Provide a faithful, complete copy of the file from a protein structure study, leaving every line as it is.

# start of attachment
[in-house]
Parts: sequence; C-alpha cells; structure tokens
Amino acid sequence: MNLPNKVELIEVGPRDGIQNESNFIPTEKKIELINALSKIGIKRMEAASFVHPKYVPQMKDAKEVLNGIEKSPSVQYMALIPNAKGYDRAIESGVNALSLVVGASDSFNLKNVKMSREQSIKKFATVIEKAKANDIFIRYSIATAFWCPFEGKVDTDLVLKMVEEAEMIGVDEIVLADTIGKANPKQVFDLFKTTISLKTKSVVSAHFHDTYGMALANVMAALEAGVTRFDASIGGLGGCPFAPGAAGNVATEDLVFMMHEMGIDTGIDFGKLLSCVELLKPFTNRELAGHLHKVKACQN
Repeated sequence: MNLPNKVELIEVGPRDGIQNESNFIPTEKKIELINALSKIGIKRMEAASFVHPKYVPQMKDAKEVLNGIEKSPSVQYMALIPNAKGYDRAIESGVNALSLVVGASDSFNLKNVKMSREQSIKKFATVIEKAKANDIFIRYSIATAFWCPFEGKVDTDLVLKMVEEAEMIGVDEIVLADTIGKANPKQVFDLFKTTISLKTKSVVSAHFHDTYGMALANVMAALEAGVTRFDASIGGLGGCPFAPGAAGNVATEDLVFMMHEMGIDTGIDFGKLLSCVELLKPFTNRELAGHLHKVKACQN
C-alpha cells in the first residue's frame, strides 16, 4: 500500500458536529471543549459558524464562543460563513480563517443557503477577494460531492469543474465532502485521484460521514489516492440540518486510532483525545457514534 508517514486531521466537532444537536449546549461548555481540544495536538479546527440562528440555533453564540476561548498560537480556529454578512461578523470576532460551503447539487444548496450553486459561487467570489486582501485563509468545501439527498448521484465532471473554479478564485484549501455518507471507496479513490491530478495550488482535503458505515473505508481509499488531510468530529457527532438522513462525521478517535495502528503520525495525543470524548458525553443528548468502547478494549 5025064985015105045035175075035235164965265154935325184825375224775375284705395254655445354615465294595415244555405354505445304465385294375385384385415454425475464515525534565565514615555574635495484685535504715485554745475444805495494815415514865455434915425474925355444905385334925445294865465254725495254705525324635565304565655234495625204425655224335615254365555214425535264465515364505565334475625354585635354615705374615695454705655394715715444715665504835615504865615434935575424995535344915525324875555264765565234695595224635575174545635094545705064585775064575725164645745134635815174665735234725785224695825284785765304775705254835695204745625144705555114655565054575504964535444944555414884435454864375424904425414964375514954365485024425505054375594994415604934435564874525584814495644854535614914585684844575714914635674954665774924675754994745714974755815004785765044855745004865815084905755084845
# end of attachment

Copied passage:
[in-house]
Parts: sequence; C-alpha cells; structure tokens
Amino acid sequence: MNLPNKVELIEVGPRDGIQNESNFIPTEKKIELINALSKIGIKRMEAASFVHPKYVPQMKDAKEVLNGIEKSPSVQYMALIPNAKGYDRAIESGVNALSLVVGASDSFNLKNVKMSREQSIKKFATVIEKAKANDIFIRYSIATAFWCPFEGKVDTDLVLKMVEEAEMIGVDEIVLADTIGKANPKQVFDLFKTTISLKTKSVVSAHFHDTYGMALANVMAALEAGVTRFDASIGGLGGCPFAPGAAGNVATEDLVFMMHEMGIDTGIDFGKLLSCVELLKPFTNRELAGHLHKVKACQN
Repeated sequence: MNLPNKVELIEVGPRDGIQNESNFIPTEKKIELINALSKIGIKRMEAASFVHPKYVPQMKDAKEVLNGIEKSPSVQYMALIPNAKGYDRAIESGVNALSLVVGASDSFNLKNVKMSREQSIKKFATVIEKAKANDIFIRYSIATAFWCPFEGKVDTDLVLKMVEEAEMIGVDEIVLADTIGKANPKQVFDLFKTTISLKTKSVVSAHFHDTYGMALANVMAALEAGVTRFDASIGGLGGCPFAPGAAGNVATEDLVFMMHEMGIDTGIDFGKLLSCVELLKPFTNRELAGHLHKVKACQN
C-alpha cells in the first residue's frame, strides 16, 4: 500500500458536529471543549459558524464562543460563513480563517443557503477577494460531492469543474465532502485521484460521514489516492440540518486510532483525545457514534 508517514486531521466537532444537536449546549461548555481540544495536538479546527440562528440555533453564540476561548498560537480556529454578512461578523470576532460551503447539487444548496450553486459561487467570489486582501485563509468545501439527498448521484465532471473554479478564485484549501455518507471507496479513490491530478495550488482535503458505515473505508481509499488531510468530529457527532438522513462525521478517535495502528503520525495525543470524548458525553443528548468502547478494549 5025064985015105045035175075035235164965265154935325184825375224775375284705395254655445354615465294595415244555405354505445304465385294375385384385415454425475464515525534565565514615555574635495484685535504715485554745475444805495494815415514865455434915425474925355444905385334925445294865465254725495254705525324635565304565655234495625204425655224335615254365555214425535264465515364505565334475625354585635354615705374615695454705655394715715444715665504835615504865615434935575424995535344915525324875555264765565234695595224635575174545635094545705064585775064575725164645745134635815174665735234725785224695825284785765304775705254835695204745625144705555114655565054575504964535444944555414884435454864375424904425414964375514954365485024425505054375594994415604934435564874525584814495644854535614914585684844575714914635674954665774924675754994745714974755815004785765044855745004865815084905755084845